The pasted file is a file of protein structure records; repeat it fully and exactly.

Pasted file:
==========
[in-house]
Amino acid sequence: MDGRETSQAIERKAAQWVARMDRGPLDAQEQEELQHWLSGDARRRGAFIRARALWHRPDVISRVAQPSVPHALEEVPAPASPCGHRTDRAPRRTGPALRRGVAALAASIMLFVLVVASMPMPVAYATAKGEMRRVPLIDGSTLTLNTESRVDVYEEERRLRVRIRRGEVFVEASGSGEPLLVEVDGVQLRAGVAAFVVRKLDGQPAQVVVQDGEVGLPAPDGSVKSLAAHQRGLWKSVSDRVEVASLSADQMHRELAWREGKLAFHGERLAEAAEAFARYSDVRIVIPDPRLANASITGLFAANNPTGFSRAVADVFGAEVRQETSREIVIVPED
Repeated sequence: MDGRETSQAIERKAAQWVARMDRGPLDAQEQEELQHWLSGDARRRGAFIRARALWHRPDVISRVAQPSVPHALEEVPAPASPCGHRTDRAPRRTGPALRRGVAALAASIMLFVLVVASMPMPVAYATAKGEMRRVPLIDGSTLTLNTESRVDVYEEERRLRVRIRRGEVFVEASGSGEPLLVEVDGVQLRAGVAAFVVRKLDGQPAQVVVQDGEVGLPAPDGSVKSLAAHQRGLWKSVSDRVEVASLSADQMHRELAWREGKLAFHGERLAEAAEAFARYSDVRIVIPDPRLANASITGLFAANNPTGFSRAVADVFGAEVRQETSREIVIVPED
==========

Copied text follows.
[in-house]
Amino acid sequence: MDGRETSQAIERKAAQWVARMDRGPLDAQEQEELQHWLSGDARRRGAFIRARALWHRPDVISRVAQPSVPHALEEVPAPASPCGHRTDRAPRRTGPALRRGVAALAASIMLFVLVVASMPMPVAYATAKGEMRRVPLIDGSTLTLNTESRVDVYEEERRLRVRIRRGEVFVEASGSGEPLLVEVDGVQLRAGVAAFVVRKLDGQPAQVVVQDGEVGLPAPDGSVKSLAAHQRGLWKSVSDRVEVASLSADQMHRELAWREGKLAFHGERLAEAAEAFARYSDVRIVIPDPRLANASITGLFAANNPTGFSRAVADVFGAEVRQETSREIVIVPED
Repeated sequence: MDGRETSQAIERKAAQWVARMDRGPLDAQEQEELQHWLSGDARRRGAFIRARALWHRPDVISRVAQPSVPHALEEVPAPASPCGHRTDRAPRRTGPALRRGVAALAASIMLFVLVVASMPMPVAYATAKGEMRRVPLIDGSTLTLNTESRVDVYEEERRLRVRIRRGEVFVEASGSGEPLLVEVDGVQLRAGVAAFVVRKLDGQPAQVVVQDGEVGLPAPDGSVKSLAAHQRGLWKSVSDRVEVASLSADQMHRELAWREGKLAFHGERLAEAAEAFARYSDVRIVIPDPRLANASITGLFAANNPTGFSRAVADVFGAEVRQETSREIVIVPED